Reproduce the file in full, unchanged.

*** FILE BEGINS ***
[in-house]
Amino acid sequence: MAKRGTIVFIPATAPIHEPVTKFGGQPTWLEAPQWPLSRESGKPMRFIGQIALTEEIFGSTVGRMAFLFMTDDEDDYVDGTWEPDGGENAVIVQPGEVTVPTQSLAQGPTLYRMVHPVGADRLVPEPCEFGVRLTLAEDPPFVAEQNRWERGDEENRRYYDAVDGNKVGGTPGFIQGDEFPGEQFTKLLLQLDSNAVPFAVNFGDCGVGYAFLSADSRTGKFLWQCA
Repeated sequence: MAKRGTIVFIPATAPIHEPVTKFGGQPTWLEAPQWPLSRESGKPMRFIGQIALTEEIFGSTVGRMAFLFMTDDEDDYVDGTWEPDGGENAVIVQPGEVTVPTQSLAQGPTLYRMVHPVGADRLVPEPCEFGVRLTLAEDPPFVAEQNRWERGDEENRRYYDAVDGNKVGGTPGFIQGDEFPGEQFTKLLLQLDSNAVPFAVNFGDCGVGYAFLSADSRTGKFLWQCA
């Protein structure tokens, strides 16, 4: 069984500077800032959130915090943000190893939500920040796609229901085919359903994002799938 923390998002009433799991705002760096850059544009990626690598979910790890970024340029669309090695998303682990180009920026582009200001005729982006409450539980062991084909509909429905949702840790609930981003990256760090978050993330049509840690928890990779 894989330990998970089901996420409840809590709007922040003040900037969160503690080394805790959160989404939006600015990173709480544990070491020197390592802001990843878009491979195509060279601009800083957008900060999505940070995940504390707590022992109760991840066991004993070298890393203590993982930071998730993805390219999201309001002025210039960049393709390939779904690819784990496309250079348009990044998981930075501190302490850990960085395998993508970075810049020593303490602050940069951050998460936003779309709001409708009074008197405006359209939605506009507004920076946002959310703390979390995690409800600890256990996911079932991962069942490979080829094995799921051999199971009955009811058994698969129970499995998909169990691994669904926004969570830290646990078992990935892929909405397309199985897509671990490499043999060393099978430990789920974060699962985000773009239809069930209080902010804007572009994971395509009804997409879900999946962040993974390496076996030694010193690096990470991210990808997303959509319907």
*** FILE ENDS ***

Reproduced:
[in-house]
Amino acid sequence: MAKRGTIVFIPATAPIHEPVTKFGGQPTWLEAPQWPLSRESGKPMRFIGQIALTEEIFGSTVGRMAFLFMTDDEDDYVDGTWEPDGGENAVIVQPGEVTVPTQSLAQGPTLYRMVHPVGADRLVPEPCEFGVRLTLAEDPPFVAEQNRWERGDEENRRYYDAVDGNKVGGTPGFIQGDEFPGEQFTKLLLQLDSNAVPFAVNFGDCGVGYAFLSADSRTGKFLWQCA
Repeated sequence: MAKRGTIVFIPATAPIHEPVTKFGGQPTWLEAPQWPLSRESGKPMRFIGQIALTEEIFGSTVGRMAFLFMTDDEDDYVDGTWEPDGGENAVIVQPGEVTVPTQSLAQGPTLYRMVHPVGADRLVPEPCEFGVRLTLAEDPPFVAEQNRWERGDEENRRYYDAVDGNKVGGTPGFIQGDEFPGEQFTKLLLQLDSNAVPFAVNFGDCGVGYAFLSADSRTGKFLWQCA
């Protein structure tokens, strides 16, 4: 069984500077800032959130915090943000190893939500920040796609229901085919359903994002799938 923390998002009433799991705002760096850059544009990626690598979910790890970024340029669309090695998303682990180009920026582009200001005729982006409450539980062991084909509909429905949702840790609930981003990256760090978050993330049509840690928890990779 894989330990998970089901996420409840809590709007922040003040900037969160503690080394805790959160989404939006600015990173709480544990070491020197390592802001990843878009491979195509060279601009800083957008900060999505940070995940504390707590022992109760991840066991004993070298890393203590993982930071998730993805390219999201309001002025210039960049393709390939779904690819784990496309250079348009990044998981930075501190302490850990960085395998993508970075810049020593303490602050940069951050998460936003779309709001409708009074008197405006359209939605506009507004920076946002959310703390979390995690409800600890256990996911079932991962069942490979080829094995799921051999199971009955009811058994698969129970499995998909169990691994669904926004969570830290646990078992990935892929909405397309199985897509671990490499043999060393099978430990789920974060699962985000773009239809069930209080902010804007572009994971395509009804997409879900999946962040993974390496076996030694010193690096990470991210990808997303959509319907």